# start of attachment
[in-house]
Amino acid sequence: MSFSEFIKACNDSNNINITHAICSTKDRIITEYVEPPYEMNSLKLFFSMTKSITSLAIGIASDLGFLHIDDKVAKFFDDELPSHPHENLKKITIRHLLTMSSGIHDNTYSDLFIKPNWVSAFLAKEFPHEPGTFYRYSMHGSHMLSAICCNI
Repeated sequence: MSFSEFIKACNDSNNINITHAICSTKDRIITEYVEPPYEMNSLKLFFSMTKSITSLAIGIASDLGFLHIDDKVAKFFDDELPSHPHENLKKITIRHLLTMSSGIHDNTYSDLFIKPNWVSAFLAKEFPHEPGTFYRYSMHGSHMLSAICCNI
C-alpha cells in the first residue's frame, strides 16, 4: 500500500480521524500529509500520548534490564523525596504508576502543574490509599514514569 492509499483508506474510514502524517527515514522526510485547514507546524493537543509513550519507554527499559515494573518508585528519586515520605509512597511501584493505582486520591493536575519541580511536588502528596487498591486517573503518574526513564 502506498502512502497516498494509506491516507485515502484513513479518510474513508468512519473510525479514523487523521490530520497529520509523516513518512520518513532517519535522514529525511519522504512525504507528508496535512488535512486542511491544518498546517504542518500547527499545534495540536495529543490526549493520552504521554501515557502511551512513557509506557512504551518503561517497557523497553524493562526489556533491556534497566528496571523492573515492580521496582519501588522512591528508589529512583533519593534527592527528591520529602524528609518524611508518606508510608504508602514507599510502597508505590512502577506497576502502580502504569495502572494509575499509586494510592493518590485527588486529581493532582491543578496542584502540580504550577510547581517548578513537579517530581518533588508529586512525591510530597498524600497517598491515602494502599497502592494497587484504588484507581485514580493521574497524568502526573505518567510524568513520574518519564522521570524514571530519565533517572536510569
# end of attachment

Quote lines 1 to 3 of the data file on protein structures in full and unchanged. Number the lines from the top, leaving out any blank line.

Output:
[in-house]
Amino acid sequence: MSFSEFIKACNDSNNINITHAICSTKDRIITEYVEPPYEMNSLKLFFSMTKSITSLAIGIASDLGFLHIDDKVAKFFDDELPSHPHENLKKITIRHLLTMSSGIHDNTYSDLFIKPNWVSAFLAKEFPHEPGTFYRYSMHGSHMLSAICCNI
Repeated sequence: MSFSEFIKACNDSNNINITHAICSTKDRIITEYVEPPYEMNSLKLFFSMTKSITSLAIGIASDLGFLHIDDKVAKFFDDELPSHPHENLKKITIRHLLTMSSGIHDNTYSDLFIKPNWVSAFLAKEFPHEPGTFYRYSMHGSHMLSAICCNI